Johanna Konta became the first British woman in 39 years to reach the Wimbledon semifinals yesterday, while five-time champion Venus Williams also made history as the oldest semifinalist since 1994.
Konta thrilled the patriotic Centre Court crowd with a pulsating 6-7 (2/7) 7-6 (7/5) 6-4 victory that ended second seed Simona Halep’s bid to become the new world No 1.
In a potentially classic semifinal tomorrow, Konta faces American star Venus.
Williams had her own landmark moment on Centre Court with a 6-3 7-5 win over French Open champion Jelena Ostapenko to become the oldest semifinalist since Martina Navratilova 23 years ago.
Halep’s defeat means Czech Karolina Pliskova, who lost in the Wimbledon second round, will replace Angelique Kerber on top of the WTA rankings.
Konta, 26, is the first Briton since Virginia Wade in 1978 to make the women’s semifinals.
Wade, the last British woman to win Wimbledon in 1977, was watching from the Royal Box as Konta reached the second grand slam semifinal of her career, the other ending in last year’s Australian Open defeat against Kerber.
“Right now, it’s a little bit surreal just because it’s quite incredible how quickly things go in tennis. I’m definitely digesting things a little bit still,” Konta, who was ranked outside the top 150 two years ago, said.
Born in Australia to Hungarian parents, Konta moved to England at the age of 14, gaining citizenship in 2012.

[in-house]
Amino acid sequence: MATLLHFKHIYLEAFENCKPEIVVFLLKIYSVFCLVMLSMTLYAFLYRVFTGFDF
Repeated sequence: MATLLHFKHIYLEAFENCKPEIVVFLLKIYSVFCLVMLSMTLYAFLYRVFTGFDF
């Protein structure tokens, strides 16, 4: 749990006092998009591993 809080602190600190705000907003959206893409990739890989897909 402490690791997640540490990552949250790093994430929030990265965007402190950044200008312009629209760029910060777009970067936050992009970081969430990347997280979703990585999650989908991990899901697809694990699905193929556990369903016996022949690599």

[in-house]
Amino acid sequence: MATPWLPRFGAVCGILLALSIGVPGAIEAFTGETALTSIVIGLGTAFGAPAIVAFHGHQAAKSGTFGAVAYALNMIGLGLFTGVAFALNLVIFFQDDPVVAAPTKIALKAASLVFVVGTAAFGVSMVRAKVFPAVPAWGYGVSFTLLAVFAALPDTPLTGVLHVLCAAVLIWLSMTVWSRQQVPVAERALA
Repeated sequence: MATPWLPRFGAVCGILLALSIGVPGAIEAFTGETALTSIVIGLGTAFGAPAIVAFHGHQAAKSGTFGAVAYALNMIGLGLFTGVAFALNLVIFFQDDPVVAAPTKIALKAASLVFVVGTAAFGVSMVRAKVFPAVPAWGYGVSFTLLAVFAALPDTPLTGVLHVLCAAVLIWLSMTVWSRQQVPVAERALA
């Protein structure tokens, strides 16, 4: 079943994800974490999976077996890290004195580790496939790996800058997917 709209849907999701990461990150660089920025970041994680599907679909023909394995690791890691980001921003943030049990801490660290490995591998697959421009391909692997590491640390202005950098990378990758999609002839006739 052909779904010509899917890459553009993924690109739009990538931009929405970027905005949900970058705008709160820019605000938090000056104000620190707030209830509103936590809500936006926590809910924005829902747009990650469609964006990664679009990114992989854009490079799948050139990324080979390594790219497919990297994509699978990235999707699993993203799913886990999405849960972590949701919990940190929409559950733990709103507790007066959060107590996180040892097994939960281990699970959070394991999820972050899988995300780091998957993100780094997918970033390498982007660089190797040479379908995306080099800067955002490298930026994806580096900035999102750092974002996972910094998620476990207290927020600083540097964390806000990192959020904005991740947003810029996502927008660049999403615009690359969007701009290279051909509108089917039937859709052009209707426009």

Adapting to the grass courts was not easy for Konta, who won just one match in her previous five visits to Wimbledon.
If she wins Wimbledon, it will be the first grass-court title of her career, just two weeks after she feared her participation might be ruined by a back injury suffered in the warm-up event.
Standing in Konta’s way is world No 11 Williams, who was beaten in this year’s Australian Open final and is chasing a first major title since winning Wimbledon in 2008. Williams reached the last of her eight Wimbledon finals in 2009, but the American’s victory over Ostapenko equalled her sister Serena’s total of 86 main draw match victories at Wimbledon, the most among any active player.
She will climb back into the top 10 thanks to her Wimbledon run, but breaking Serena’s record to become the tournament’s oldest champion in the Open era is her sole focus.
Garbine Muguruza powered into her second Wimbledon semifinal in the last three years with a 6-3 6-4 win over Russian seventh seed Svetlana Kuznetsova.
She will face Magdalena Rybarikova, who became the lowest ranked woman to reach the Wimbledon semifinals for nine years, as the world No 87 shocked 24th seed Coco Vandeweghe 6-3 6-3.